Sous Vide for All
Cooking

Sous Vide for All

September 28, 2017 | Michal Frischman

 Sponsored by Tevya's Ranch

 

If you’ve been paying attention to food trends lately, you’ve very likely heard of sous vide, even if you’re not completely sure what it is. Like the great magic pot craze of 2016, Amazon featured an Anova sous vide in their Prime Day bargains this year, and what was until now a fringe trend among serious carnivores and food enthusiasts has merged into the mainstream. If you’re new to sous vide and need some tips or if you’re considering purchasing one, here is a general overview of the product and its uses.

 

Sous Vide (soo-veed) actually doesn’t mean what you mean when you say it. It means under vacuum, as in, the way you pack the food before you cook it with this method. The tool you use to cook that food is actually called an immersion circulator, so you’d say “I’m cooking this delicious steak sous vide”, not “I’m cooking this delicious steak in the sous vide”. But I digress. Why are people going crazy for sous vide cooking? And should you jump on the bandwagon?

 

 

The premise behind sous vide is actually really simple. In traditional cooking methods, say, dry heat (baking, roasting, broiling, frying, searing) or moist heat (boiling, braising, poaching, simmering), the goal is to get the center of the food cooked to the temperature that you want it. You want a steak cooked medium rare? That’s generally considered the range between 130-135 degrees Fahrenheit. To achieve that temperature, you need to cook the outside at a much higher temperature- 350-500 degrees in an oven or skillet, let’s say, or even hotter if you’re grilling it on your barbeque. That results in two things:

1. The center of your meat is perfectly cooked while all the outer edges are completely overcooked. Ever notice a gradient of color from the outside (greyish) to the inside (pink)? That.

 

2. You have cooked your meat at a high enough temperature to trigger the flavor bomb of cooking: the Maillard Reaction, otherwise known as browning.

 

 

So, you have a perfectly browned, crusty steak, but the interior temp results may vary. And while that is totally fine for some, I prefer to have more control over my food. Here’s how sous vide works, comparatively.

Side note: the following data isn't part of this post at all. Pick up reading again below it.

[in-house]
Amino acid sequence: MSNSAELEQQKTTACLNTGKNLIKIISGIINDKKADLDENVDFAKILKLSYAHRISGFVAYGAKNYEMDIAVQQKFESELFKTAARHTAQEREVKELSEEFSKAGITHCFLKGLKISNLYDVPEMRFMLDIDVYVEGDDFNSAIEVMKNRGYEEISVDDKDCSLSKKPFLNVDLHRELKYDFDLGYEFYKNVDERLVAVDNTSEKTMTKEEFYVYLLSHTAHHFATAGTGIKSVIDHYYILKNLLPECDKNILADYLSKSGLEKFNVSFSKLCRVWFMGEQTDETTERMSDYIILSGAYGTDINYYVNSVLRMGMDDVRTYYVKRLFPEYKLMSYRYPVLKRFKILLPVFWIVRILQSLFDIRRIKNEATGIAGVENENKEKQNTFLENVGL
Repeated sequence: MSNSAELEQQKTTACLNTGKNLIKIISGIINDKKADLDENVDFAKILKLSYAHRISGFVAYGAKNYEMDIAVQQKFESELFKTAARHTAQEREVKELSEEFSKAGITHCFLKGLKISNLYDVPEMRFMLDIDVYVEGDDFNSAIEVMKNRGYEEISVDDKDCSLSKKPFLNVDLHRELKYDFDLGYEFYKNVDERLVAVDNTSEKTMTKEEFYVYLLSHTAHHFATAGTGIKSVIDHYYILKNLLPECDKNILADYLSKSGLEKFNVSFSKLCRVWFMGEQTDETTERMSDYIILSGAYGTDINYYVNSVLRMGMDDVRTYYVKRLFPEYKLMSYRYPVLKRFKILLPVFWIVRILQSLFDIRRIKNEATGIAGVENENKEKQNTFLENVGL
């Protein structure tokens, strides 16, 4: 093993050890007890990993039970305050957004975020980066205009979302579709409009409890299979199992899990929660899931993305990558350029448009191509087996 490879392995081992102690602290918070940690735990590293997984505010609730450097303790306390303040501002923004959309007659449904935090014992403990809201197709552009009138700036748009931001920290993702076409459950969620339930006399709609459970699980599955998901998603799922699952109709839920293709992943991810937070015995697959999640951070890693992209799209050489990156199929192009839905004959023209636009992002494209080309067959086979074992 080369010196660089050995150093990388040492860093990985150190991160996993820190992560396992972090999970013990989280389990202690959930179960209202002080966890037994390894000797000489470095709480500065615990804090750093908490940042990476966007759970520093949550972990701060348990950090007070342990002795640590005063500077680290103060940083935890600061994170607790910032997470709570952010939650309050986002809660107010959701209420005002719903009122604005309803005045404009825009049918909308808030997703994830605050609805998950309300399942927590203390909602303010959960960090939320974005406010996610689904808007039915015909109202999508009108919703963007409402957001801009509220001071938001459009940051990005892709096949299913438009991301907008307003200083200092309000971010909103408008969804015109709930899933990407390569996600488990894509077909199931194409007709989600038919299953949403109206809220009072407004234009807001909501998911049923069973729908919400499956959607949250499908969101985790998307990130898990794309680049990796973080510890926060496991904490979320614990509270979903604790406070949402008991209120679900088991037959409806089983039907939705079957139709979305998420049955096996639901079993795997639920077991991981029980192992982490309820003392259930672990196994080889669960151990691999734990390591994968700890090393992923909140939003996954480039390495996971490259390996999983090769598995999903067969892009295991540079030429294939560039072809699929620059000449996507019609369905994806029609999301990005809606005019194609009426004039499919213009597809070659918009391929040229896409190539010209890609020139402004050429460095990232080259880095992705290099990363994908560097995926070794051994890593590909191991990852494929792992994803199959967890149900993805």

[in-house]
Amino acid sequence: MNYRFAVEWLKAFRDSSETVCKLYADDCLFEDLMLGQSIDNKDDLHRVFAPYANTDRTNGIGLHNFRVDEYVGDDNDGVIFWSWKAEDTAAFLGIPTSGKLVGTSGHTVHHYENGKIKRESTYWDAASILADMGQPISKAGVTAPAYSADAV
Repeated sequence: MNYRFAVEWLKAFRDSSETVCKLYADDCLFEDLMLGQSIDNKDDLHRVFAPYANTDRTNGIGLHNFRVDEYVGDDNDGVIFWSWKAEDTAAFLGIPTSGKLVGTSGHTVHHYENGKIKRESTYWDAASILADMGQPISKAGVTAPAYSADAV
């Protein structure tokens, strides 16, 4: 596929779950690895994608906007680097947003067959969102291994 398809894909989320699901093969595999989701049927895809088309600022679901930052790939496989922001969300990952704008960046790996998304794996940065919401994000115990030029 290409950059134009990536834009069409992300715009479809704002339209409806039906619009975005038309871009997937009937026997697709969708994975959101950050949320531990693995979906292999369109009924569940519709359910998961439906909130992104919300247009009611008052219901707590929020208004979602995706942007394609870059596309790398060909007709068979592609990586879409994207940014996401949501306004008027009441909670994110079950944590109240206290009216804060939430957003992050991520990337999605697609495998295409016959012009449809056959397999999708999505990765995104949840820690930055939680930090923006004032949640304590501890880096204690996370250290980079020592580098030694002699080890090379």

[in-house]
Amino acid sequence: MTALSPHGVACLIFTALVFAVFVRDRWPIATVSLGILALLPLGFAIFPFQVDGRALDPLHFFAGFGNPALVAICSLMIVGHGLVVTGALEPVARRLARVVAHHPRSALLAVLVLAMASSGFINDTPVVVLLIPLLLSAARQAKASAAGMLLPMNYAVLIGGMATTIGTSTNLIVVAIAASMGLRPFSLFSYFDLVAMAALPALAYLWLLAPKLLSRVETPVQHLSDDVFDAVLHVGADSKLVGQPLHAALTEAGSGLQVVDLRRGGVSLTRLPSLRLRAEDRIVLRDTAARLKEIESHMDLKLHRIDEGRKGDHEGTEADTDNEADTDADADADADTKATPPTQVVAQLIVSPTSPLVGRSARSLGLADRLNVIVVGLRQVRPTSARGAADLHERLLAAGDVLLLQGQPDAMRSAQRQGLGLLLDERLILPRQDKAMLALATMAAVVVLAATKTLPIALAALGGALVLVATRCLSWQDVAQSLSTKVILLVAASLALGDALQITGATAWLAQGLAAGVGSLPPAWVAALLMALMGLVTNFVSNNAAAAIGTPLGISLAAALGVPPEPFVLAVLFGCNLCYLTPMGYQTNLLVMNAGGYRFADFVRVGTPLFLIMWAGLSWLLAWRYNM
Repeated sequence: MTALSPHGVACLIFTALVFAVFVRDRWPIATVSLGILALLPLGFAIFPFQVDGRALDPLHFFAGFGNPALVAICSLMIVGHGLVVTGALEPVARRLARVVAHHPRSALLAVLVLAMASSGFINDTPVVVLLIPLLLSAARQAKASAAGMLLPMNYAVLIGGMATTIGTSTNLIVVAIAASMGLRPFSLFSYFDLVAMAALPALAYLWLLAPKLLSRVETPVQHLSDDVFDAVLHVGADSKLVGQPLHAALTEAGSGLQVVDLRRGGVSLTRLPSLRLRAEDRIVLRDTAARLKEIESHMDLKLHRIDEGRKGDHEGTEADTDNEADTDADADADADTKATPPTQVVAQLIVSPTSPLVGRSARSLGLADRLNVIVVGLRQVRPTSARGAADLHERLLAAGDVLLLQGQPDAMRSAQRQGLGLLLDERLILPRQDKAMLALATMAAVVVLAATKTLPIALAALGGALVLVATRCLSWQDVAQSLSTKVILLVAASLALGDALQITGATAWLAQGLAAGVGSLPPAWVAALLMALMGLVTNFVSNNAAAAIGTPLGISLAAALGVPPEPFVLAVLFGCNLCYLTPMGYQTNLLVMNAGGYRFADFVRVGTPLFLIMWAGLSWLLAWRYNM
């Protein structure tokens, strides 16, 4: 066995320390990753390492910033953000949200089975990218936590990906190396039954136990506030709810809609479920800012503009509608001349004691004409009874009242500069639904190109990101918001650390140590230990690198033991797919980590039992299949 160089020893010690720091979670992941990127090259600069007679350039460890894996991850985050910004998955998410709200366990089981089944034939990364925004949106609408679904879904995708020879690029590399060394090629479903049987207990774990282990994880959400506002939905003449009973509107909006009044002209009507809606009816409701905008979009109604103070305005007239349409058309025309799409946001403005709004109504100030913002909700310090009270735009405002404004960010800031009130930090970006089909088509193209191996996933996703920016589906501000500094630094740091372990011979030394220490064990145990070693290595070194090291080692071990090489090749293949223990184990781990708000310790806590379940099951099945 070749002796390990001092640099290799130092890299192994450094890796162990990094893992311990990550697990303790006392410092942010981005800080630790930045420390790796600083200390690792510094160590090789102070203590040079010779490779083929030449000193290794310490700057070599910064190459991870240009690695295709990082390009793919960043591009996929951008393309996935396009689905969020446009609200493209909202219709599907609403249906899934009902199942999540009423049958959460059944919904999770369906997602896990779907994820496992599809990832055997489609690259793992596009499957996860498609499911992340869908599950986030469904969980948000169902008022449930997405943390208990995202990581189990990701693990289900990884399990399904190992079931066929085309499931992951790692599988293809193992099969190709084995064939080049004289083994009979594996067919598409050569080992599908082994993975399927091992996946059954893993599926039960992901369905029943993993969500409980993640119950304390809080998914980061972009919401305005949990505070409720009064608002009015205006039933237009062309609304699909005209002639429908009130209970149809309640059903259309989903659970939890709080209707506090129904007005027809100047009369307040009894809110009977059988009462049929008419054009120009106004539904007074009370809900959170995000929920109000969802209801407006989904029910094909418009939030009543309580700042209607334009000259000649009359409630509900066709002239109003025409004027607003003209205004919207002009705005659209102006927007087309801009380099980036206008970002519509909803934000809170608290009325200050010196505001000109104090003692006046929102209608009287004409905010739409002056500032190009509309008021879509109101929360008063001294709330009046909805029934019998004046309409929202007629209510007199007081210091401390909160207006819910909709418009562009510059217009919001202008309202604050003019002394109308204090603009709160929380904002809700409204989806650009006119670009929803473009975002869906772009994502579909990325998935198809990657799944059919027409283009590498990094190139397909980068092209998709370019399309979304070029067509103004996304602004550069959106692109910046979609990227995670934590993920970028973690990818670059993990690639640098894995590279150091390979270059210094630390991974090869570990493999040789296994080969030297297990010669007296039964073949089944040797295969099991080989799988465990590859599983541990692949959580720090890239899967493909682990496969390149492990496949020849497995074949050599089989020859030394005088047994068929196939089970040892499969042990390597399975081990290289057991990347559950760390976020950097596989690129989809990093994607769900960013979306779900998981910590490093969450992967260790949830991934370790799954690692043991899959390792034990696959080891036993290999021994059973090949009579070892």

Season your food (or even add a marinade or sauce) and place it in the bag you’ll be cooking in. You can invest in a vacuum sealer or just use Ziplock bags. (Brand name seems to leak less, but you can experiment with that on your own).

 

To vacuum seal with a zip top bag, place the item in the bag, then keep the zip top open and lower the bag into the water. Allow the water to press the bag closed, and lower it in until right below the zipper, so all the air is now pressed out. Zip the top and remove the bag from the water bath.  

 

photo: Anovaculinary.com

 

Set the water to the temperature that you want your food to be, and then place the bag back in the water. Cook it for a predetermined time, then remove from bag, pat dry, and sear over very high heat for a very short time. (If cooking non-meat items sous vide, you might need to skip the sear.) You’ll result in a steak that is perfectly cooked, edge to edge, with no color gradient. The sear should take less time and be less crispy than traditional cooking methods. Overdo the sear, and you basically ruin all your hard work, but many cooks agree that the superior texture of the food is worth inferior texture of the crust.

 

So how do you know if sous vide is right for you?

 

Well, here’s how you know if it isn’t. If you prefer your meat well done, or your favorite part about a steak is the crust, don’t waste your time. If you need dinner on the table quick and can’t plan ahead, save yourself the heartache of buying one and watching it collect dust. But, if you can plan ahead, if you like to try traditional cuts of meat in new ways, or if you enjoy precise results in your cooking, give it a go. You might get hooked!

 

 


In this series, we’ll discuss the concept behind choosing the right times and temps in sous vide cooking for a range of different items. You can rely on recipes here or in many of the other useful resources online (or on the app your immersion circulator probably comes with), but hopefully you can develop the skills to learn how to experiment and come up with recipes on your own. Stay tuned for the ultimate sous vide temp and time guide that will have you cooking like a chef in no time.

 

 

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